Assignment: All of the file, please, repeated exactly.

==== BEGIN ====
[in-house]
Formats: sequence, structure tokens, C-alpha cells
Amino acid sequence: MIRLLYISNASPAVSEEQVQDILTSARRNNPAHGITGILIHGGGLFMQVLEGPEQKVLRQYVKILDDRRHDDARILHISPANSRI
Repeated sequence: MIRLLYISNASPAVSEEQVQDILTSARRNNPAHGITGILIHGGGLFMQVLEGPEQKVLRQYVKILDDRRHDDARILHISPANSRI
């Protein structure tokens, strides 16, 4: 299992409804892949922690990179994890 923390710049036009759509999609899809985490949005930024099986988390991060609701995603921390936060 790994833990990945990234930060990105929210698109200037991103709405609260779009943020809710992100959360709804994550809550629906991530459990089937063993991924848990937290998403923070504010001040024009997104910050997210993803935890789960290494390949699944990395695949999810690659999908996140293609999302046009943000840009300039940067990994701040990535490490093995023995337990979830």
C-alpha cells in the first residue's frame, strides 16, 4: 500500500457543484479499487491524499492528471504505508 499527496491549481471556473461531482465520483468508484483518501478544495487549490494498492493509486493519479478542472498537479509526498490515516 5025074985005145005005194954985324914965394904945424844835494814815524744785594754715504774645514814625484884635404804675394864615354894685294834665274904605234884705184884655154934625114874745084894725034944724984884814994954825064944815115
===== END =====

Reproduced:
[in-house]
Formats: sequence, structure tokens, C-alpha cells
Amino acid sequence: MIRLLYISNASPAVSEEQVQDILTSARRNNPAHGITGILIHGGGLFMQVLEGPEQKVLRQYVKILDDRRHDDARILHISPANSRI
Repeated sequence: MIRLLYISNASPAVSEEQVQDILTSARRNNPAHGITGILIHGGGLFMQVLEGPEQKVLRQYVKILDDRRHDDARILHISPANSRI
């Protein structure tokens, strides 16, 4: 299992409804892949922690990179994890 923390710049036009759509999609899809985490949005930024099986988390991060609701995603921390936060 790994833990990945990234930060990105929210698109200037991103709405609260779009943020809710992100959360709804994550809550629906991530459990089937063993991924848990937290998403923070504010001040024009997104910050997210993803935890789960290494390949699944990395695949999810690659999908996140293609999302046009943000840009300039940067990994701040990535490490093995023995337990979830």
C-alpha cells in the first residue's frame, strides 16, 4: 500500500457543484479499487491524499492528471504505508 499527496491549481471556473461531482465520483468508484483518501478544495487549490494498492493509486493519479478542472498537479509526498490515516 5025074985005145005005194954985324914965394904945424844835494814815524744785594754715504774645514814625484884635404804675394864615354894685294834665274904605234884705184884655154934625114874745084894725034944724984884814994954825064944815115